The U.S. trade deficit widened more than expected in September, making it less likely for trade to have contributed to growth in the third quarter.
The trade deficit expanded 4.9 per cent to $61.5-billion from a modestly revised $58.7-billion in August, which was the lowest level since September 2020, the Commerce Department said on Tuesday. Economists polled by Reuters had forecast the trade deficit shrinking to $59.9-billion in September.
Exports of goods and services increased 2.2 per cent to $261.1-billion. Goods exports shot up 3.1 per cent to $176.7-billion. At $84.4-billion, exports of services were the highest on record.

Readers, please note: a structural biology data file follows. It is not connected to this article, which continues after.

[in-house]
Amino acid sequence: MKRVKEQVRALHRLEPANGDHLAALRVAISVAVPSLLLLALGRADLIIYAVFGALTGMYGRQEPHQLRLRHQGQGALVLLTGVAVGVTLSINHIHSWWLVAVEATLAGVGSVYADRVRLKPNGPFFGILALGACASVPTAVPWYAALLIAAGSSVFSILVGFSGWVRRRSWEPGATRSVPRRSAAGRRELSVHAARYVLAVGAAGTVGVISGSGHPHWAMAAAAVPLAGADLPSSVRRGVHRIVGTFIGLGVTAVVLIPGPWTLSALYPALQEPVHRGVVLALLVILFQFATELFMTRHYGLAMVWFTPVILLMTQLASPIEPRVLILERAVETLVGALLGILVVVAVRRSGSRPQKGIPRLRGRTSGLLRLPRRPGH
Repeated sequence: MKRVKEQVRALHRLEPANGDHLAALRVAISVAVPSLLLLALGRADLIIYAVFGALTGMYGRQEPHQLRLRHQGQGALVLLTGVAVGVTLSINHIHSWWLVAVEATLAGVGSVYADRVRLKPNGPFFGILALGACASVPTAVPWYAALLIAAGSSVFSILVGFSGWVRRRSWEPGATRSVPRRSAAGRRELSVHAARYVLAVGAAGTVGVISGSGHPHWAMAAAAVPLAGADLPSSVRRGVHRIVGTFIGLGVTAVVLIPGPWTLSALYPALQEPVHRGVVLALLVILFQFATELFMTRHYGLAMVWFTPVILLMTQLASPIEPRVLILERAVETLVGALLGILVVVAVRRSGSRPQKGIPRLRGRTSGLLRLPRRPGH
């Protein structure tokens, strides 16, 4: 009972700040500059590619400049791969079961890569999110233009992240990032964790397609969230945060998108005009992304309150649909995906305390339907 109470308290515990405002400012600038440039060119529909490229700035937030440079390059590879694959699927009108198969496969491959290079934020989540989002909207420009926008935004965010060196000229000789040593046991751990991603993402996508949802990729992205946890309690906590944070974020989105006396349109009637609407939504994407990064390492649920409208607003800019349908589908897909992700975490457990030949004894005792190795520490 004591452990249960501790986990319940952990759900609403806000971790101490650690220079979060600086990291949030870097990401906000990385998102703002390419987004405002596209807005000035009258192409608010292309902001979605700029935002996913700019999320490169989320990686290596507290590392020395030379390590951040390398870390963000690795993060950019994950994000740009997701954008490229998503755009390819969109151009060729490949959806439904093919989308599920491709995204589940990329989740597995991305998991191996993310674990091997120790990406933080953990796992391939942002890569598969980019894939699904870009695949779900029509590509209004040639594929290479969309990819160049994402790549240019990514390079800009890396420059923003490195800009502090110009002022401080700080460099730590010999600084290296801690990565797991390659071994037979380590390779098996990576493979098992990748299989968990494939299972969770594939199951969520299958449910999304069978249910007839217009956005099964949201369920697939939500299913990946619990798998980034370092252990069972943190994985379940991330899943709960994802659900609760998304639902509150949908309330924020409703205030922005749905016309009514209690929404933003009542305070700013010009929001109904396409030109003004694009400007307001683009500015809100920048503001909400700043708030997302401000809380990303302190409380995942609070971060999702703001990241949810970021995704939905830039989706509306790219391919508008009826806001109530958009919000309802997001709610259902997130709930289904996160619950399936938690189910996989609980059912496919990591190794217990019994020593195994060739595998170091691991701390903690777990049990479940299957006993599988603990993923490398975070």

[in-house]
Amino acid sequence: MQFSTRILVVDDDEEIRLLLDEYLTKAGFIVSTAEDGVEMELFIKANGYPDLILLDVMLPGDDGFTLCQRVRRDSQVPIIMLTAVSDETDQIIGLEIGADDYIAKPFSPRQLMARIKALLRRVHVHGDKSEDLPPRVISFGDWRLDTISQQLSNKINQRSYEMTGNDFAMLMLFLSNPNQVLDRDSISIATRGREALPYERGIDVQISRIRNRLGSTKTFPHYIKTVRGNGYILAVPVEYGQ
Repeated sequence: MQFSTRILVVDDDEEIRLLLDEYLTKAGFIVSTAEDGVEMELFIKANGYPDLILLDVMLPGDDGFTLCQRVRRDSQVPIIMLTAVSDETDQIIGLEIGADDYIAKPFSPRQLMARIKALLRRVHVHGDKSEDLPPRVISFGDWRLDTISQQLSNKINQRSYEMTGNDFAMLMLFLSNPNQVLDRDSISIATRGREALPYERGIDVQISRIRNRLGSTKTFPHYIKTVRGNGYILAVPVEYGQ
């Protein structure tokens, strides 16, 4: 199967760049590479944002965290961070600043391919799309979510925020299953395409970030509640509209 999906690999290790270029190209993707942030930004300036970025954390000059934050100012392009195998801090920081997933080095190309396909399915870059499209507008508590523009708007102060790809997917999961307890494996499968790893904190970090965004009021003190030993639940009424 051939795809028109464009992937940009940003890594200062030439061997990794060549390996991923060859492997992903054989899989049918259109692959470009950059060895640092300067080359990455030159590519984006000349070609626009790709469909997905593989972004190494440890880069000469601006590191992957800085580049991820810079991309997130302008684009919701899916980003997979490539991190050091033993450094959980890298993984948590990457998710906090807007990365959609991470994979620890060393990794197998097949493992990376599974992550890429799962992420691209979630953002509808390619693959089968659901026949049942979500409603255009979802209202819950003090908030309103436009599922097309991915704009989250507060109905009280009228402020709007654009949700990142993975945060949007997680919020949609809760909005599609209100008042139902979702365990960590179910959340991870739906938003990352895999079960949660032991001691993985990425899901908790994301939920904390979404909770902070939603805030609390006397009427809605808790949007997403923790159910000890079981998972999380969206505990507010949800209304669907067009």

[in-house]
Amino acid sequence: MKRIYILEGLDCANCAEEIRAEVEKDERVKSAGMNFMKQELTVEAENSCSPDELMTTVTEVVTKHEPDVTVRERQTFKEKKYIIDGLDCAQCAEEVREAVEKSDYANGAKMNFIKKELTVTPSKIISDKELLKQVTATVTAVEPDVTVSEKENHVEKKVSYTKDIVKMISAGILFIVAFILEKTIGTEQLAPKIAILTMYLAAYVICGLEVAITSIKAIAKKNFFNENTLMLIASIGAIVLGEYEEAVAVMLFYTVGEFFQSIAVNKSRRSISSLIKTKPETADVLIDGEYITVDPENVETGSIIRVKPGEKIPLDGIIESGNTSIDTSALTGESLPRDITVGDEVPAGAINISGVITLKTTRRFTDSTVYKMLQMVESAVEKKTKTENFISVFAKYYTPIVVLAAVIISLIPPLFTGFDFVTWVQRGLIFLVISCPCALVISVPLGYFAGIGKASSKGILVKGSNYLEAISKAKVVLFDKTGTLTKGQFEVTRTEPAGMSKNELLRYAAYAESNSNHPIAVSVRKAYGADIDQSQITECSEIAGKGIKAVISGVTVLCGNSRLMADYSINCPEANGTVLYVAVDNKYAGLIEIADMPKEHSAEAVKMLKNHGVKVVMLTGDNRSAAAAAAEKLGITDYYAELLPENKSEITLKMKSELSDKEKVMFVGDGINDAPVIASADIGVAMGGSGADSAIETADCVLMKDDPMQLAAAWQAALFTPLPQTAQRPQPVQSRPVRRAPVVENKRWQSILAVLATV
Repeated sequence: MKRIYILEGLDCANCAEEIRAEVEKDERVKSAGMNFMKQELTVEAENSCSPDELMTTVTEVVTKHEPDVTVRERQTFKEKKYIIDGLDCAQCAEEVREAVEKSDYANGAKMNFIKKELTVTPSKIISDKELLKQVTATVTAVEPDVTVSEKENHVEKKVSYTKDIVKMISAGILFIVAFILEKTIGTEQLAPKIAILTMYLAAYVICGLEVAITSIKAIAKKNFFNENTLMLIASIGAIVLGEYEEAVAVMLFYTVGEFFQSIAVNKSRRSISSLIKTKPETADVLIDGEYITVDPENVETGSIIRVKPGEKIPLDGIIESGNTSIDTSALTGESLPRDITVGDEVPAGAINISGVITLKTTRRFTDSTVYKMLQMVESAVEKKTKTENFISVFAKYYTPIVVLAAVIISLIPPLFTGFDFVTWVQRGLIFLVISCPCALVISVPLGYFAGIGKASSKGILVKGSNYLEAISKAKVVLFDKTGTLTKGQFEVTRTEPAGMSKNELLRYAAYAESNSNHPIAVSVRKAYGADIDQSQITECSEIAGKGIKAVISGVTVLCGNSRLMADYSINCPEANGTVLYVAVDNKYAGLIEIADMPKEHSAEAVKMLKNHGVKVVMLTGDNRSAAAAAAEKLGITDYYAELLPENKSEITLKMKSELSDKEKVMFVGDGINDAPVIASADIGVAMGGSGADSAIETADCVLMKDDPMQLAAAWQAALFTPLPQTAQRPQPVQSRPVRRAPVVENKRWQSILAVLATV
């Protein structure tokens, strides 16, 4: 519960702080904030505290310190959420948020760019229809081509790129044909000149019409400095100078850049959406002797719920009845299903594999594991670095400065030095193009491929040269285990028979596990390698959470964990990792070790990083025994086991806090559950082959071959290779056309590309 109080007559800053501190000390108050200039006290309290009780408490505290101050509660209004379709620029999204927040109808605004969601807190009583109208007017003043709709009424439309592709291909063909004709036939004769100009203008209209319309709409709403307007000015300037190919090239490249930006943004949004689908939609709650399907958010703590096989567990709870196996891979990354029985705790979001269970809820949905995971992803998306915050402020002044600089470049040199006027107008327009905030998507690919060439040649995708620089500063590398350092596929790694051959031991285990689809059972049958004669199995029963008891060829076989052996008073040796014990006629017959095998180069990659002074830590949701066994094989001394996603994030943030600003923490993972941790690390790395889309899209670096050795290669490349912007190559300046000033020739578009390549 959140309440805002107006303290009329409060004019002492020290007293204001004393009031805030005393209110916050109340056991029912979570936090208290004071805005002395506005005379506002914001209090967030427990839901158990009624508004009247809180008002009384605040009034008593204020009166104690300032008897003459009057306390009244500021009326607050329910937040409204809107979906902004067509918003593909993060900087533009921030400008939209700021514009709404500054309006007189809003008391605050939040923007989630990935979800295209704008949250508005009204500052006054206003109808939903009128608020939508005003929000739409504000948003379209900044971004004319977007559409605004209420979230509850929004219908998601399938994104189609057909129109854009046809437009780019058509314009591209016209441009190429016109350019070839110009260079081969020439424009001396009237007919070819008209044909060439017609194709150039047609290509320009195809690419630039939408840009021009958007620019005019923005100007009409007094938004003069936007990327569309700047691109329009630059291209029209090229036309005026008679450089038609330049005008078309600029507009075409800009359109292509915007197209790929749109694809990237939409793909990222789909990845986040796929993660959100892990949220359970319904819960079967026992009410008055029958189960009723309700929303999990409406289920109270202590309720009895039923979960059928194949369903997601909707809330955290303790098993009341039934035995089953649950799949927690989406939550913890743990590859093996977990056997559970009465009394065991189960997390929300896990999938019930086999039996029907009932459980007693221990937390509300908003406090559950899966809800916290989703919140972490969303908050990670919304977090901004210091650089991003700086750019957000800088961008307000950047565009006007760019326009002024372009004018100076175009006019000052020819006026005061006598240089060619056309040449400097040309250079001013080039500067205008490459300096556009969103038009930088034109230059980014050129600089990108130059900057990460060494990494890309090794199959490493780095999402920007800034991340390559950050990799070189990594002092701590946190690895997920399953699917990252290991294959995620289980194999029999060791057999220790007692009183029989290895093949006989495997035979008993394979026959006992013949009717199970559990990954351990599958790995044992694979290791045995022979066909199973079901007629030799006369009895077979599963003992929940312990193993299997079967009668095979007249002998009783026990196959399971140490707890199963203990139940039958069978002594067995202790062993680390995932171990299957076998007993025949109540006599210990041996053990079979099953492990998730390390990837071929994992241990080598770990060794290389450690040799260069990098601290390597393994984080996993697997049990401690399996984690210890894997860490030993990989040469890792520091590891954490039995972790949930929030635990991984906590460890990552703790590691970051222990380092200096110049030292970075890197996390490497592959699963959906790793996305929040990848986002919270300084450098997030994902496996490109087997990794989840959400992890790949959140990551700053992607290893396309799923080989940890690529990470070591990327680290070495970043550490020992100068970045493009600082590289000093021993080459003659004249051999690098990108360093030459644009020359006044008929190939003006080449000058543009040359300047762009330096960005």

Imports of goods and services rose 2.7 per cent to $322.7-billion. Goods imports rose 2.7 per cent to $263.0-billion, while services imports rose 2.6 per cent to $59.6-billion.
The services surplus retreated modestly to $24.8-billion from a revised $25.9-billion. In the advance reading of third-quarter gross domestic product reported last month, trade was a fractional drag on the period’s outsized 4.9 per cent annualized growth rate.